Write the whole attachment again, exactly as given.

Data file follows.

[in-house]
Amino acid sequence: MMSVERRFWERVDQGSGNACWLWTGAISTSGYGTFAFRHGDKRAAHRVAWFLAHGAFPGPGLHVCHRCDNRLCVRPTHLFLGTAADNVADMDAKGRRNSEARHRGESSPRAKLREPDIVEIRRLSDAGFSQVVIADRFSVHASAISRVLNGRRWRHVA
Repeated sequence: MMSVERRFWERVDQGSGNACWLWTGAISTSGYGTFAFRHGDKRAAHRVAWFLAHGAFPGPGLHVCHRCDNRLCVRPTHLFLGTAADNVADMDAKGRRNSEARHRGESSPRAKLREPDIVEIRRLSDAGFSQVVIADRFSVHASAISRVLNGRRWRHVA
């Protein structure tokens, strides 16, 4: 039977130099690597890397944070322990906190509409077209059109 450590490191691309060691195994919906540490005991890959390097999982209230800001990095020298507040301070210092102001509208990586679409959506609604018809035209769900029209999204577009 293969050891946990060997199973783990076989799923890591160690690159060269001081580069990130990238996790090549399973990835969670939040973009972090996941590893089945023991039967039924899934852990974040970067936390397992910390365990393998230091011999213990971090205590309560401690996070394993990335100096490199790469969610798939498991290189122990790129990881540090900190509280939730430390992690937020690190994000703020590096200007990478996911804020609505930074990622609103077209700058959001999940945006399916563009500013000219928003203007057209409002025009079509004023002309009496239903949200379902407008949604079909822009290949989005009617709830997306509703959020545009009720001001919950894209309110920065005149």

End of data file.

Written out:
[in-house]
Amino acid sequence: MMSVERRFWERVDQGSGNACWLWTGAISTSGYGTFAFRHGDKRAAHRVAWFLAHGAFPGPGLHVCHRCDNRLCVRPTHLFLGTAADNVADMDAKGRRNSEARHRGESSPRAKLREPDIVEIRRLSDAGFSQVVIADRFSVHASAISRVLNGRRWRHVA
Repeated sequence: MMSVERRFWERVDQGSGNACWLWTGAISTSGYGTFAFRHGDKRAAHRVAWFLAHGAFPGPGLHVCHRCDNRLCVRPTHLFLGTAADNVADMDAKGRRNSEARHRGESSPRAKLREPDIVEIRRLSDAGFSQVVIADRFSVHASAISRVLNGRRWRHVA
């Protein structure tokens, strides 16, 4: 039977130099690597890397944070322990906190509409077209059109 450590490191691309060691195994919906540490005991890959390097999982209230800001990095020298507040301070210092102001509208990586679409959506609604018809035209769900029209999204577009 293969050891946990060997199973783990076989799923890591160690690159060269001081580069990130990238996790090549399973990835969670939040973009972090996941590893089945023991039967039924899934852990974040970067936390397992910390365990393998230091011999213990971090205590309560401690996070394993990335100096490199790469969610798939498991290189122990790129990881540090900190509280939730430390992690937020690190994000703020590096200007990478996911804020609505930074990622609103077209700058959001999940945006399916563009500013000219928003203007057209409002025009079509004023002309009496239903949200379902407008949604079909822009290949989005009617709830997306509703959020545009009720001001919950894209309110920065005149």